Hitting Stance Information Overload? Get Real with Swing Smarter!
Some days my hitting stance resembled the ranks of Ted Williams, Mark McGwire, Geronimo Berroa, Ken Griffey Jr., Chipper Jones, Jeff Bagwell, and/or Sammy Sosa; I would hit almost identical to them or I took pieces of their stance and made them my own.
Trust me when I say I've read and watched almost everything on how the hitting stance should be; here's my compilation, consolidation if you will, of the top hitting queues to starting your swing, and the Swing Smarter "why" behind them.
As most of you may already know my story, I was always told what to do in my baseball playing days, but never was revealed "the why." Today I'm going to give you the reasoning behind every move because with understanding you can truly trust the instruction you're receiving.
Important note on the hitting stance: this is the thumbprint to a hitter's style, so by all means, use this information as a guideline; I don't want to change every hitter into a legion of look-a-like swinging robots...develop your own style, although stick close to the 5 main elements below, and adapt them to your very own.
Let's get started...
They should be almost the width of your bat, however not so much for younger Little League ballplayers because of their shorter legs. We want to:
- Cultivate a good strongly rooted foundation,
- Eliminate the tendency to over-stride, which jumps the eyes and moves them forward making the pitch appear to dance and speed up to the hitter,
- Be in a good balanced athletic position, like you would stand squaring up to an opponent in soccer or basketball.
The Knees & Inward Tension
The knees should be at least slightly bent, the most athletic position your body can get into where you aren't going to tire quickly. And this can be different for a lot of people, just think about a Albert Pujols as opposed to an Evan Longoria.
In addition, we want to create an inward tension using our inner thighs in the hitting stance; we want to imagine squeezing a big bouncy colorful exercise ball between our legs, and keeping it from falling and hitting the ground. NOT to the extreme of being knock kneed though.
What this does is level off the pelvic floor setting our hips, and with the next step, allows for maximum hip load, which means increased bat speed and distance on the baseball.
This is the most important part of the hitting stance because your hips are the engine that drives your swing. Proper hip movement throughout the swing is crucial to bat speed, power to all fields, and maximizing economy of motion (tempo)...in other words,
The hips should be rotated underneath us with the leveling off of our waist belt line, using the lower abs (psoas muscles) to do this in the hitting stance. For an in-depth explanation of "the why," please check out this Swing Smarter article.
Posturally, the shoulders need to be in the optimum position to be rotated around the spine's center axis, so we set the shoulders by moving them up, back, and down. This position maintains the natural upper "S" shape curve of our spine, just look at guys like Jason Morneau and Joe Mauer of the Twins, their posture is as right as rain, not to mention they're bad ass hitters.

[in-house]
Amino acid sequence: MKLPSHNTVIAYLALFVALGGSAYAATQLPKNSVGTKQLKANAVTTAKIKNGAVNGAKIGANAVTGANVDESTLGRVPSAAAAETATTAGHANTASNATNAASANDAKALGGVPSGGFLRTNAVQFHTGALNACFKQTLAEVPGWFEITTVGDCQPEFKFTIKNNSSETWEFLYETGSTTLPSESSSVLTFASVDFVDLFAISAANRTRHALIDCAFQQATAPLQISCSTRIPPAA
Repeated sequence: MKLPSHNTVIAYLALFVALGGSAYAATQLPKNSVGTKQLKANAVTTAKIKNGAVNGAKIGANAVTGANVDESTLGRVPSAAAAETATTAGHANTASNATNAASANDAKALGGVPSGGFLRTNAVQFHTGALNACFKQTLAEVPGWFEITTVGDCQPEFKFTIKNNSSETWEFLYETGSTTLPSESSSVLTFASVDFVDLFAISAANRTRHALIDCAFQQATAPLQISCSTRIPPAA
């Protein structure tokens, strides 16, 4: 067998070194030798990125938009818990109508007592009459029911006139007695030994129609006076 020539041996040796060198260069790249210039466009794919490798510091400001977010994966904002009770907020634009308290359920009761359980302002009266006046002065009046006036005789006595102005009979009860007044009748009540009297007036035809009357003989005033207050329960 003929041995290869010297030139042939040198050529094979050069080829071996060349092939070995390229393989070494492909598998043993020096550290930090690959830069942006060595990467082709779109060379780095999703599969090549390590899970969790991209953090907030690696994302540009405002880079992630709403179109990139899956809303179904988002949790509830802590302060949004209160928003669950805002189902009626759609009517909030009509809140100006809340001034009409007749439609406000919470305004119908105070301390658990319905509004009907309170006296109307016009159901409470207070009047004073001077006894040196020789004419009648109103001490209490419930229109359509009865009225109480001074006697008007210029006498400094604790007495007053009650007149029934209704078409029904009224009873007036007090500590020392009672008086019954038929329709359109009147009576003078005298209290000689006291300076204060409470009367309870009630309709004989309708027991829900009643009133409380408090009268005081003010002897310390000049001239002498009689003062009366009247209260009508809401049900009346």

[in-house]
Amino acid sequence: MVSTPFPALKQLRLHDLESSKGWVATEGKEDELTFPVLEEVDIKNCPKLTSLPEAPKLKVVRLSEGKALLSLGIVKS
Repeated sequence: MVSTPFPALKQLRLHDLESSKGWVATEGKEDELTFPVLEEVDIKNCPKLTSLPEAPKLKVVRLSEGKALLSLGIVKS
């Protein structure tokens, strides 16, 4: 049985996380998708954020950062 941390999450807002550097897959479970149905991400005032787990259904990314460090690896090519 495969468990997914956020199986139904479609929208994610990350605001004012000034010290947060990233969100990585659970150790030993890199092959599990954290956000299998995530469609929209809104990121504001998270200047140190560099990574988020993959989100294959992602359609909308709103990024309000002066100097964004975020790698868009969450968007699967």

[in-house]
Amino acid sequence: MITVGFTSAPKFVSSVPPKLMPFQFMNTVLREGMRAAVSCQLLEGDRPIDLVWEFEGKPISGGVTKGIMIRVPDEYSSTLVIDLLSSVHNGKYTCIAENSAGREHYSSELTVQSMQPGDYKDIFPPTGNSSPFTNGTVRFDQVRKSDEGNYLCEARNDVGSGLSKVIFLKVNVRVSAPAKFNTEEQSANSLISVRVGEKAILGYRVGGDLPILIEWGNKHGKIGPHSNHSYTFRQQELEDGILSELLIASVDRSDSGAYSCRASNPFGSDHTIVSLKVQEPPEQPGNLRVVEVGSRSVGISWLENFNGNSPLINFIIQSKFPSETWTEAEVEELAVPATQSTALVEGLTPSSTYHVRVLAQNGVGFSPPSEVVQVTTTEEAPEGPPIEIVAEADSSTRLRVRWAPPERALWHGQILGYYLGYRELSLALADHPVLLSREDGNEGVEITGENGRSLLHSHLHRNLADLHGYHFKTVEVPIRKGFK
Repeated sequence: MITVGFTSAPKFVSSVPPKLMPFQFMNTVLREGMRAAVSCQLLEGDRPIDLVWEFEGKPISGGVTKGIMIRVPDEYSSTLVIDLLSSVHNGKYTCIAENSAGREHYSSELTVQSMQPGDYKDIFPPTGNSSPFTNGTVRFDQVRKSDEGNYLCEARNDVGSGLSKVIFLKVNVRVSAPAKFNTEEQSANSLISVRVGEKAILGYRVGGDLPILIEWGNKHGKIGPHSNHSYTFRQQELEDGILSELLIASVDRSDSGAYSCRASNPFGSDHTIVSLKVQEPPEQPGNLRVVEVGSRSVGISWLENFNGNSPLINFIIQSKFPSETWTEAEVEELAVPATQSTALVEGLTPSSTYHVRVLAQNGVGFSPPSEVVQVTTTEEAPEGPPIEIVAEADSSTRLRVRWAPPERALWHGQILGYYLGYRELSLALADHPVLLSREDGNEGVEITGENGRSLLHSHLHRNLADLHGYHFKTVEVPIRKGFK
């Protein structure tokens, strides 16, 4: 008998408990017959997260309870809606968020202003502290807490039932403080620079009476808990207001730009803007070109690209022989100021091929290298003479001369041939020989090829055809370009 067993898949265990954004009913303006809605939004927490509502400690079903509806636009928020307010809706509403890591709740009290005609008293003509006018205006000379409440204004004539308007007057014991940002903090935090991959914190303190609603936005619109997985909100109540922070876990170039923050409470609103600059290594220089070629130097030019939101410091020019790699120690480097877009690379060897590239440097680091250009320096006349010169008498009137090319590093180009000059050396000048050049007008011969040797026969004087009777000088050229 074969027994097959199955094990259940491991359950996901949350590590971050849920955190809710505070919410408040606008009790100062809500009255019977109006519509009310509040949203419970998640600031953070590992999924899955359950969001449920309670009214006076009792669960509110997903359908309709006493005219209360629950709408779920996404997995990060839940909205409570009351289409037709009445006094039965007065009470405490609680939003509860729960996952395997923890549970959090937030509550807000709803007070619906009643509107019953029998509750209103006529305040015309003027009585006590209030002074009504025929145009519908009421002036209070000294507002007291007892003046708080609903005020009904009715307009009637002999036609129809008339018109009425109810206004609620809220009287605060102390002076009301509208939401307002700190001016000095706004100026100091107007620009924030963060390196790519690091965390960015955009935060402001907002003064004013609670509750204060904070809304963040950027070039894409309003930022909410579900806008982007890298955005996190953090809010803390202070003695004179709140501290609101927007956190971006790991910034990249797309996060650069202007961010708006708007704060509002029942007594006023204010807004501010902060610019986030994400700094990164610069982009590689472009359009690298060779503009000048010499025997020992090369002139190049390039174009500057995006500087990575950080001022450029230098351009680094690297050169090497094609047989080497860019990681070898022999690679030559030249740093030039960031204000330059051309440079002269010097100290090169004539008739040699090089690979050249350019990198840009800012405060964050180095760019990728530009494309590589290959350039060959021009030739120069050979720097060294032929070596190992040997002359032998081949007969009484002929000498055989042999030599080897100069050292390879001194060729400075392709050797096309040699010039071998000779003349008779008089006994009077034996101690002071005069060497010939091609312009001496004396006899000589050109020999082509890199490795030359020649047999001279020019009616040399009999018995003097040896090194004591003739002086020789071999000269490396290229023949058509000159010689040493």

Keeping the shoulders up, back, and down also allows for friction-free deep breathing, which lowers the heart rate and relaxes the muscles...very important, by the way, for quicker bat speed.
Eyes & Hands
In the hitting stance, the eyes and head should be square to the pitcher; we don't focus on the pitcher like a parrot, out of one eye. We also want to keep the crown of the head high...posture is real critical when it comes to swing balance and execution.
Lastly, about those meat-hooks,
I like the hands to be above both elbows; if the elbows are elevated higher than the hands in the stance, then there will be shoulder muscle tension, a no-no for swing efficiency. The hands and arms are in a relaxed comfortable position, hands in-line with the rear shoulder delt, and bat going behind the head at a 45 degree angle.
The hitting stance phase of the swing is a vital time to use a relaxation trigger(s). This could be putting the bat in motion as you await the pitcher going into their movement; other tendencies you may see a hitter do to stay relaxed are:
- Opening and closing the hands,
- Swaying back and forth,
- Tapping the front foot,
- Slowly swinging the bat towards the pitcher, or
- Using the bat to cut the strike zone a few times.
There are lots of different things a hitter can do, so pick one physical relaxation trigger (above) and couple it with a deep 8 count (4 second inhale plus 4 second exhale) deep breath by expanding the belly...NOT by heaving the chest or raising the shoulders.
Remember, recognize that each hitter will be different, and definitely preserve their own hitting style thumbprint, however these 8 principals should remain unchanged:
- Have a good strong foundation,
- Keeping the knees slightly (at least) bent,
- Inward tension between the thighs,
- Leveling off the hips,
- Shoulders up, back, and down,
- Square up the eyes,
- Hands are above the elbows, and
- Have a couple relaxation triggers.
You can hit standing on your head, as long as you're in good posture and relaxed doing it! Every good hitter will fall into line during the Load, Launch, Down, and Through Phases of the swing, the only other difference being whether they finish with one or two hands on the bat.
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